antecedent

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antecedent

1. Logic the hypothetical clause, usually introduced by "if", in a conditional statement: that which implies the other
2. Maths an obsolescent name for numerator
3. denying the antecedent Logic the fallacy of inferring the falsehood of the consequent of a conditional statement, given the truth of the conditional and the falsehood of its antecedent, as if there are five of them, there are more than four: there are not five, so there are not more than four

antecedent

[′an·tə‚sēd·ənt]
(mathematics)
The numerator of a ratio.
The first of the two statements in an implication.
For an integer, n, that is greater than 1, the preceding integer, n- 1.
References in periodicals archive ?
As touching the right of propriety that any Man in (c) the state of Nature and antecedently to any Contract or Consent touching (d) translation or acquisition of particular property, the Question seems more difficult; because most of the methods of acqusition of property seems (e) to be by institution tho (f) /fol.
In Rachel's case, the further action that she antecedently ought to do is to write about what she is thinking about.
Moreover, our antecedently established modes of expression are inadequate to convey the force or delineate the texture of especially our more arresting and disruptive experiences, the ones most insistently driving toward expression.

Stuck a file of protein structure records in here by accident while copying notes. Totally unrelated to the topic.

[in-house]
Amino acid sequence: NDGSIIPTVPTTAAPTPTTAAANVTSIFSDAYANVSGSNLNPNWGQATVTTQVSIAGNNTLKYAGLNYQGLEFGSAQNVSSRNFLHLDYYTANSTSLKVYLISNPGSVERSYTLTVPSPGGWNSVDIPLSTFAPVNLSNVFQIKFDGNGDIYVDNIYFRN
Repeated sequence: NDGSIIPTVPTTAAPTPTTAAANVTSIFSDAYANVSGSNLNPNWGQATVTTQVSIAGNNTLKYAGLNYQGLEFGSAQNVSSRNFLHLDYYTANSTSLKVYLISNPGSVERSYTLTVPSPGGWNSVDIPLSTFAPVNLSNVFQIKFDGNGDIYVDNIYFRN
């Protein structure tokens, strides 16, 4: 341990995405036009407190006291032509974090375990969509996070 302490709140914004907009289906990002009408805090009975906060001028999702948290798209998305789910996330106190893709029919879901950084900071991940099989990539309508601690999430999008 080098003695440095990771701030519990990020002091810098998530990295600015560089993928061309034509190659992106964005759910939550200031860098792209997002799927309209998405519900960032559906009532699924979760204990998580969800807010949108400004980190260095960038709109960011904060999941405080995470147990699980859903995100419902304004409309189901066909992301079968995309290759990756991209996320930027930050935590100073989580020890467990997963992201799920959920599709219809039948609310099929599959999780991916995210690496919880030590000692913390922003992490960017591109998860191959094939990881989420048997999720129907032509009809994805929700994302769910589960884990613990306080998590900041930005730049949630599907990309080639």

Ferrara explains: "The 'my' of 'This is my body' is antecedently included in the 'he' of 'he said'" (208).
1) The indeterminacy of written nomos refers to Aristotle's thought that the antecedently specified abstract rules that constitute the written laws are never sufficient to issue forth in a determinate injunction in the face of particular circumstances.
28) Since they are "not required to apply, nor are they bound by, any antecedently given principles of right and justice," their suitably constrained prudential choice will itself define the appropriate principles of justice,(29) i.
It constitutes a particular perspective that antecedently determines the sort of reality that can be acknowledged.
Concern is spontaneous; it does not necessarily arise from thematized objects with which one antecedently chooses to become concerned.
On this way of looking at things, the public good is then defined, for this confederation, as the ensemble of institutions and means that provides for the flourishing of the antecedently existing associations.
There is, furthermore, good reason to think that things change not only in relatively superficial ways (you come to be a good violinist), but in very deep ways, ways so deep that the change results in a new entity coming into existence from antecedently given materials (you come to be, period).
14) The "first real ground of possibility" is characterized in terms which indicate that it is the antecedently determining ground of the possibility of all other things.
This is not a very persuasive reason, unless, like Kant, one is antecedently convinced of the transcendental objectivity of the principle of the parsimony of forces.